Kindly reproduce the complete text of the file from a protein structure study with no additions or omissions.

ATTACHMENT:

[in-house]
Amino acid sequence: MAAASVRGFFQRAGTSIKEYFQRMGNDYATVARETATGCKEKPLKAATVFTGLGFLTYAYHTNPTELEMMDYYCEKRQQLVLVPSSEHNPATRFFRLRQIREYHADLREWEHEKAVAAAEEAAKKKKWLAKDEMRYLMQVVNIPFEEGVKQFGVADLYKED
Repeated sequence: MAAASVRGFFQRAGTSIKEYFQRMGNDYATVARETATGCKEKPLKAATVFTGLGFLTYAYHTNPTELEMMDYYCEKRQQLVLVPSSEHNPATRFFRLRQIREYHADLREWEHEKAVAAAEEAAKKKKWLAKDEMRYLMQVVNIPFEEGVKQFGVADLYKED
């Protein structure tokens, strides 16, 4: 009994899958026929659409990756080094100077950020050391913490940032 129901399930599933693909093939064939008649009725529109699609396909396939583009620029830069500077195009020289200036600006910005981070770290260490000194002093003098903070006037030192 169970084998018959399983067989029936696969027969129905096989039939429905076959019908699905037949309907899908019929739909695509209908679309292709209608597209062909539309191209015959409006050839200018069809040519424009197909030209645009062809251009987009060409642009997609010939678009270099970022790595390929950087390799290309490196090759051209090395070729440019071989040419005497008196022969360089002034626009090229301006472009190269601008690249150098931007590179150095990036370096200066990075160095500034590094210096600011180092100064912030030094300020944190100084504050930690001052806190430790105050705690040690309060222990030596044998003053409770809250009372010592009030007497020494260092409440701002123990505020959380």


[in-house]
Amino acid sequence: MAAASVRGFFQRAGTSIKEYFQRMGNDYATVARETATGCKEKPLKAATVFTGLGFLTYAYHTNPTELEMMDYYCEKRQQLVLVPSSEHNPATRFFRLRQIREYHADLREWEHEKAVAAAEEAAKKKKWLAKDEMRYLMQVVNIPFEEGVKQFGVADLYKED
Repeated sequence: MAAASVRGFFQRAGTSIKEYFQRMGNDYATVARETATGCKEKPLKAATVFTGLGFLTYAYHTNPTELEMMDYYCEKRQQLVLVPSSEHNPATRFFRLRQIREYHADLREWEHEKAVAAAEEAAKKKKWLAKDEMRYLMQVVNIPFEEGVKQFGVADLYKED
């Protein structure tokens, strides 16, 4: 009994899958026929659409990756080094100077950020050391913490940032 129901399930599933693909093939064939008649009725529109699609396909396939583009620029830069500077195009020289200036600006910005981070770290260490000194002093003098903070006037030192 169970084998018959399983067989029936696969027969129905096989039939429905076959019908699905037949309907899908019929739909695509209908679309292709209608597209062909539309191209015959409006050839200018069809040519424009197909030209645009062809251009987009060409642009997609010939678009270099970022790595390929950087390799290309490196090759051209090395070729440019071989040419005497008196022969360089002034626009090229301006472009190269601008690249150098931007590179150095990036370096200066990075160095500034590094210096600011180092100064912030030094300020944190100084504050930690001052806190430790105050705690040690309060222990030596044998003053409770809250009372010592009030007497020494260092409440701002123990505020959380």